Burlington's City Hall Park was closed Wednesday morning as the city gears up for a major renovation of the two-acre green space.
Crews erected a chain link fence around the perimeter to secure the site for a redevelopment project that is expected to last until next fall. Plans call for realigned pathways, a new fountain, rain gardens, 1,500 perennial plants and grasses, and extra seating.
“Our park will get so much more use,” said Cindi Wight, director of the Burlington Parks, Recreation & Waterfront Department. “It will be a welcoming place.”
As soon as next week, the city will begin removing benches and trash cans and remediating compacted soils, Wight said.
That’s concerning to Jimmy Leas, a South Burlington attorney representing a group of citizens who sued the city in March over the project's financing and other issues. On Monday, Leas filed an amended complaint that alleges the city’s own zoning permit for the renovation has expired.
He pointed to the Development Review Board’s stipulation that the permit would become invalid unless “work or action authorized by the permit” started by March 22, 2019.
“The city hasn’t done anything,” Leas said. “It hasn’t even done remedial action in the park in all this time.”
Leas is concerned that without a court-ordered injunction — and fast — Burlington’s historic park could be irreparably damaged.
“The city is running rampant over its own regulations,” he said. “It needs to be reined in and be required to do whatever any other developer has to do.”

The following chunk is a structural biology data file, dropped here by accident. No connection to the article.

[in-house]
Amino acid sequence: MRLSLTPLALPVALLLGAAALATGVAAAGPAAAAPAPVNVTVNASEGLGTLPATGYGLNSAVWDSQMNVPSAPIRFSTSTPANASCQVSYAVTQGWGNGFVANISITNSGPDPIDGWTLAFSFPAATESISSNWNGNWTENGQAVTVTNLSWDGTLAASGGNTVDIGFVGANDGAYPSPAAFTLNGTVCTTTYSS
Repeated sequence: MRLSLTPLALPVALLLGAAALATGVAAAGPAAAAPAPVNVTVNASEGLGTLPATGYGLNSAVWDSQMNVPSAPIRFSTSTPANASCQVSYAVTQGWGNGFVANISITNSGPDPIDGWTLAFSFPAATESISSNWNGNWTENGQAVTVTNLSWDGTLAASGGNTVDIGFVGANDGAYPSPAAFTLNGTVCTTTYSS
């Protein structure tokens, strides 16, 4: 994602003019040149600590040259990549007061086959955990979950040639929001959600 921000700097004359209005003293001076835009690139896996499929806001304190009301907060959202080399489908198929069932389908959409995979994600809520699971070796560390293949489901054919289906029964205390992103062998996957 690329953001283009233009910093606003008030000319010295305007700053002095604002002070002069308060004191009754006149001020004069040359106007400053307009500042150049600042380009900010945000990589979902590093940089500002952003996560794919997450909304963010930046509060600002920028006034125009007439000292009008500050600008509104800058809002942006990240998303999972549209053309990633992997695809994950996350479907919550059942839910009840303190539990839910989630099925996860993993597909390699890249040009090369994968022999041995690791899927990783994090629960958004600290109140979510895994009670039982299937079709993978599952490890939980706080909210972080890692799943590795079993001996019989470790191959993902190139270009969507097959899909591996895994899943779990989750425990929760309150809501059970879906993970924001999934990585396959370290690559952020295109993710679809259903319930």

Vermont Superior Court Judge Helen Toor gave the city until July 16 to respond to the amended complaint. Until then, City Attorney Eileen Blackwood would only say that the city disagrees with the opponents’ interpretation of the zoning permit rules.
The project will continue because “there is no court order telling the city to stop,” she said.
“The permit remains in effect and is completely valid,” Blackwood added. “The city has a right to go forward under it.”
Plans originally called for the removal of 38 trees, which mobilized a group called Keep the Park Green to protest the project design last spring. But the city ultimately altered the plans so that the park will only lose three total trees of 51 currently there. Most of the trees in poor condition will be removed and replaced, according to Wight.
Despite the ongoing conflict, things were calm at the park on Wednesday morning. Police officers and park employees stood guard just in case things got out of a hand, but authorities reported nothing amiss.
Laura Wheelock, a senior engineer with the city Department of Public Works, attributed that to the city’s efforts handing out fliers on Tuesday notifying people of the park’s impending closure.
Jamie Bove and Robert Sawyer at City Hall Park
“Generally, it was very well received,” Wheelock said, noting only a few folks were unaware the park was closing at all. “They appreciated the information.”
Nearby, three onlookers observed the scene. They lamented losing their hangout spot but agreed the park needs a makeover. One in the group, Bob Kennedy, said he was pleased to hear that loss of trees will be minimal.
One of Kennedy’s pals, Robert Sawyer, said the park redesign “doesn’t affect me or my life.” His other buddy, Jamie Bove, suggested it might affect others, though, such as people looking for a lunch spot or folks walking dogs.
“Look how many dogs there are in Burlington,” Bove said just as a woman with a fluffy pooch walked by. “Where are they going to go? Not everybody’s gonna go to the waterfront just to walk their dog, let me assure you this.”